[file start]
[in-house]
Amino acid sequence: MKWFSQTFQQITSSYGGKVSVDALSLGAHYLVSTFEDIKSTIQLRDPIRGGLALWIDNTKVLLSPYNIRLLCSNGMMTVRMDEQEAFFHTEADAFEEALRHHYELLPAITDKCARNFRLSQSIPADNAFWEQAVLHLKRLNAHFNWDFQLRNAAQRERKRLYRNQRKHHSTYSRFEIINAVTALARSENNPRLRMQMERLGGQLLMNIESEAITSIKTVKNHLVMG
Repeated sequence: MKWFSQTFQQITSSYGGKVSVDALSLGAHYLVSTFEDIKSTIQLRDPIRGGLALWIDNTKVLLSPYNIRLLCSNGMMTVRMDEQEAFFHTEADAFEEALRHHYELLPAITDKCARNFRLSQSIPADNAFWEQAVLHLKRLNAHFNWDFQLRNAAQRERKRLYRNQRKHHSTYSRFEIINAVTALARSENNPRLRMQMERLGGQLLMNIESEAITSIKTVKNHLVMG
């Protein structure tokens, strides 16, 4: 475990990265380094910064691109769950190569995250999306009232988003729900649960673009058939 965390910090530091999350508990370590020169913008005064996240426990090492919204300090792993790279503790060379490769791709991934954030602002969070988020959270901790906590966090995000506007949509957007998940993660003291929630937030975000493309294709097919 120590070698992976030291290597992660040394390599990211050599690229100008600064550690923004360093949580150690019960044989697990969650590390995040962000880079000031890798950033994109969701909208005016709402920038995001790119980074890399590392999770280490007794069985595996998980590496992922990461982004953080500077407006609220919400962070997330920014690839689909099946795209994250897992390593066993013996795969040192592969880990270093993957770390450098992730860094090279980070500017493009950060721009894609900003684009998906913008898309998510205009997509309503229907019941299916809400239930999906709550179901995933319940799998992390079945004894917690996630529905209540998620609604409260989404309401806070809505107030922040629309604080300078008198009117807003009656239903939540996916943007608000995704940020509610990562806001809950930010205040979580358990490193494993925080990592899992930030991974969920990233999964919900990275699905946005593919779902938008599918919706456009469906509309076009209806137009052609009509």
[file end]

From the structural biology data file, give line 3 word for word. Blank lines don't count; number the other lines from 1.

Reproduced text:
Repeated sequence: MKWFSQTFQQITSSYGGKVSVDALSLGAHYLVSTFEDIKSTIQLRDPIRGGLALWIDNTKVLLSPYNIRLLCSNGMMTVRMDEQEAFFHTEADAFEEALRHHYELLPAITDKCARNFRLSQSIPADNAFWEQAVLHLKRLNAHFNWDFQLRNAAQRERKRLYRNQRKHHSTYSRFEIINAVTALARSENNPRLRMQMERLGGQLLMNIESEAITSIKTVKNHLVMG